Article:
June 19, 2020

Shareholder Representative Appointment Provision Limits Discovery

In transactions involving a number of shareholders, it is fairly common to see a shareholder representative appointed to act on behalf of those holders with respect to various matters under the purchase agreement, including post-closing disputes.  In Fortis Advisors v. Allergan W.C. Holding, (Del. Ch.; 5/20), the Delaware Chancery Court held that the appointment of a shareholder representative precluded the buyer from obtaining discovery from individual selling shareholders in a post-closing dispute over an earnout.

After Fortis, as the shareholders rep appointed in the agreement, filed the lawsuit against Allergan. Allergan sought discovery from each of the more than 50 “sellers” named in Schedule I to the merger agreement. Fortis objected to the requests on the basis that they were directed to “sellers” who were not parties to the litigation.  In her letter opinion, Vice Chancellor Zurn held that the terms of the agreement appointing Fortis made it a real party in interest in the contract, and precluded disclosure from the other sellers.  This Stinson memo on the case summarizes the Vice Chancellor’s ruling:

The merger agreement appointed Fortis as the stockholders’ “sole, exclusive, true and lawful agent, representative and attorney-in-fact of all sellers…with respect to any and all matters relating to, arising out of, or in connection with, this agreement.” In particular, Allergan agreed that Fortis would “act for the sellers with regard to all matters pertaining to the…Contingent Payments” (which included the Enhanced Product Labeling Milestone). The merger agreement did not empower Fortis to compel stockholder participation in litigation; rather, it appointed Fortis to litigate in the stockholders’ stead.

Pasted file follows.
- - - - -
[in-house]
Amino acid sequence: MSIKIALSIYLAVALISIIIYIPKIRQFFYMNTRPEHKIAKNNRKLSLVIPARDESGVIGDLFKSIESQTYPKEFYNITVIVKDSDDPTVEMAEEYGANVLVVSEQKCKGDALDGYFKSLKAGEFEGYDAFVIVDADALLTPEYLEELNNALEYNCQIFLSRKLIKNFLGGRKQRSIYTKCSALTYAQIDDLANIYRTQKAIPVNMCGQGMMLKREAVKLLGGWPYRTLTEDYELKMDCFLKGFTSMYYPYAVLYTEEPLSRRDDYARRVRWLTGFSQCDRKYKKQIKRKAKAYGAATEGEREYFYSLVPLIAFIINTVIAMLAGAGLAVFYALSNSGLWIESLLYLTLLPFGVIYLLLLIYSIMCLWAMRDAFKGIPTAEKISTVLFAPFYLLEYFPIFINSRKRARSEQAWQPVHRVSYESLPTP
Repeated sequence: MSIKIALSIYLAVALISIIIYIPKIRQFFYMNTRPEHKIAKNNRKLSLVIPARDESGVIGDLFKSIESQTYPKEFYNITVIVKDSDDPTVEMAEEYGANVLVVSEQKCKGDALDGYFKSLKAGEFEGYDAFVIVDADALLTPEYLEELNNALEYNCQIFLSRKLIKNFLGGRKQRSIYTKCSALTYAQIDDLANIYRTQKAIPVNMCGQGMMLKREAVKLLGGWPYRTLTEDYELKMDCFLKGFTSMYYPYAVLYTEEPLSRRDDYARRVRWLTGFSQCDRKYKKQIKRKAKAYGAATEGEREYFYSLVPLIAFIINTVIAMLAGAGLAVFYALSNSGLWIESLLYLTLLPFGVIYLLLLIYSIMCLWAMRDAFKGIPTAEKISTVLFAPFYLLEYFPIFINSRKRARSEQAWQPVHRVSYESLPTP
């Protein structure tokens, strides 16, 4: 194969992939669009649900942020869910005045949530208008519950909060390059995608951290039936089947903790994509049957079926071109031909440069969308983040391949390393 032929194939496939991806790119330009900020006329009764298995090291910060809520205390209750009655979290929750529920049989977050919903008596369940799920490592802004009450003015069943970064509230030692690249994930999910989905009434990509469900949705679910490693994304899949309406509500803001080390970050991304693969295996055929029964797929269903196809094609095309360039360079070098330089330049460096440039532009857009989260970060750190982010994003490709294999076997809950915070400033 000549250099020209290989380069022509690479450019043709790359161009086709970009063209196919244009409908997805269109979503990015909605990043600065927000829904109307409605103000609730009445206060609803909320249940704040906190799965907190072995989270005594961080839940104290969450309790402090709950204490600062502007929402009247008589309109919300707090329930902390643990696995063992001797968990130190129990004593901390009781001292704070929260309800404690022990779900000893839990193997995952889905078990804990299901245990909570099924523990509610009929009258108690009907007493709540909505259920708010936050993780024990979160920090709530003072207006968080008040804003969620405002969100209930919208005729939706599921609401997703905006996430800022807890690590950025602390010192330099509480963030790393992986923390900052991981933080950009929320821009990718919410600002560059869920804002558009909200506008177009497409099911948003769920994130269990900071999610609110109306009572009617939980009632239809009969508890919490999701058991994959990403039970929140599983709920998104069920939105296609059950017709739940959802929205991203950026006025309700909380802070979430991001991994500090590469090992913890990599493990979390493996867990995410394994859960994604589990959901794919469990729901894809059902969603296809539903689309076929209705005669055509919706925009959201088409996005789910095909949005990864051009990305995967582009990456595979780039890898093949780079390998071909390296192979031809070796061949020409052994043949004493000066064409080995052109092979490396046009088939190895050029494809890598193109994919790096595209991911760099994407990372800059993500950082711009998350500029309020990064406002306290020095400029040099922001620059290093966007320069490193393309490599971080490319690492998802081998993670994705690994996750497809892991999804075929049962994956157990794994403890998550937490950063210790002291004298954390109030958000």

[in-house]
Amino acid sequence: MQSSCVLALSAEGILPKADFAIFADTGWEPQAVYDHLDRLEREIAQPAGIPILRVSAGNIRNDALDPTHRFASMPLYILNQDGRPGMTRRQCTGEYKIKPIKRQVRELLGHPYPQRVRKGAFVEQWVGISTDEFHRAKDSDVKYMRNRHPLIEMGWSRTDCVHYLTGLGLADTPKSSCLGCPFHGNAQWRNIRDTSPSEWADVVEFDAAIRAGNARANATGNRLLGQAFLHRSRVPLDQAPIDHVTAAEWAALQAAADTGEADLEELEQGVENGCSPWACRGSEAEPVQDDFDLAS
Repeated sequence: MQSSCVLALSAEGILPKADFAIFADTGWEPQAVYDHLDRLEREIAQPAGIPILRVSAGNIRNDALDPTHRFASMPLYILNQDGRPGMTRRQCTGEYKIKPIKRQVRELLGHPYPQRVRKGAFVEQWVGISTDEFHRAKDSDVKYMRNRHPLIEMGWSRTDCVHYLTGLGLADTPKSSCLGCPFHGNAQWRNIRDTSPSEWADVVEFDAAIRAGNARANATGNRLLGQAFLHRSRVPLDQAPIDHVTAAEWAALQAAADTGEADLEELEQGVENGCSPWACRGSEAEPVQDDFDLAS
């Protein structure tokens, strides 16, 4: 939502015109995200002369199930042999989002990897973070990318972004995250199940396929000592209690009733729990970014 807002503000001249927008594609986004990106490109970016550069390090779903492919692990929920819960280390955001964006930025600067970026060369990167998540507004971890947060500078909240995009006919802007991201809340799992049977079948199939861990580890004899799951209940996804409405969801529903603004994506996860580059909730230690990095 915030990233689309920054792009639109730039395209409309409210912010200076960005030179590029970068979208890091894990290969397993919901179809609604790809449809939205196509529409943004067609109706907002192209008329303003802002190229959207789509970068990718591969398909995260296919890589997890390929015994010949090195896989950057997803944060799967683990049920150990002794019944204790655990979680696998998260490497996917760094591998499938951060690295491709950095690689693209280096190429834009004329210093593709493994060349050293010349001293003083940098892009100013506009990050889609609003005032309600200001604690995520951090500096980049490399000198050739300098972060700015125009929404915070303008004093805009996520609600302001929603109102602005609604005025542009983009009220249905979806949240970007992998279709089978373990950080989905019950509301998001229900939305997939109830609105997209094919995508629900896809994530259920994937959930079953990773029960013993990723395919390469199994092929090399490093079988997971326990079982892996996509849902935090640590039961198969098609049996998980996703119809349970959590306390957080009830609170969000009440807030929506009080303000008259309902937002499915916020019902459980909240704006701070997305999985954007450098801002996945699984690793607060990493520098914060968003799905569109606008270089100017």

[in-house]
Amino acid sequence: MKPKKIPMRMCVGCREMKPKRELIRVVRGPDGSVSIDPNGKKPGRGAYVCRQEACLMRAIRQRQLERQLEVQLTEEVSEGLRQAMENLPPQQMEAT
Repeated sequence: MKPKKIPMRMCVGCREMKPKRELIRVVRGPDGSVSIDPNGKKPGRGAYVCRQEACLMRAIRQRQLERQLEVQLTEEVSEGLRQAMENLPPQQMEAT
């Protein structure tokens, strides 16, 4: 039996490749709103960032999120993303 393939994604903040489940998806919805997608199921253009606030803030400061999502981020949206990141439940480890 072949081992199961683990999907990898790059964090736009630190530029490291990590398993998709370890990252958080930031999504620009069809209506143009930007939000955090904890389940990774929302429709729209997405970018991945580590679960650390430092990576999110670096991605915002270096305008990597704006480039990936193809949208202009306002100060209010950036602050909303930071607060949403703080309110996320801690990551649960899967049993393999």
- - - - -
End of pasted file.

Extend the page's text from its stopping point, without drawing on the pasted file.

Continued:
According to the court, the contractual appointment of a shareholder representative to bring certain actions makes that representative the real party in interest in those actions. This structure is helpful to both buyers and sellers, as it “enables each side to resolve post-closing disputes efficiently.” Buyers also benefit from the fact that the structure makes a judgment against the representative binding on all the stockholders, eliminating the risk of inconsistent judgments. The opinion states the court has been reluctant to disregard the clear contractual authority of a stockholders’ representative at the behest of a party.

The court held the merger agreement specified Fortis was to act for the sellers with regard to all matters pertaining to the contingent payments. Allergan consented to the shareholder representative structure as formulated in the merger agreement, which did not include the discovery rights it sought to enforce, and which limited itself to the enumerated rights. The fact that the merger agreement did not give Fortis control over the stockholders and their discovery was not Fortis’s “fault” or “problem”—it was a result that Allergan bargained for.

As Vice Chancellor Zurn’s opinion notes, there a many benefits to buyers and sellers associated with giving a shareholders’ rep broad authority under the terms of its appointment. However, the Fortis decision suggests that buyers should take a hard look at the wording of the language appointing the shareholder rep and negotiate for language providing them with appropriate discovery rights if they want the ability to obtain discovery from individual sellers in the event of a lawsuit.

John Jenkins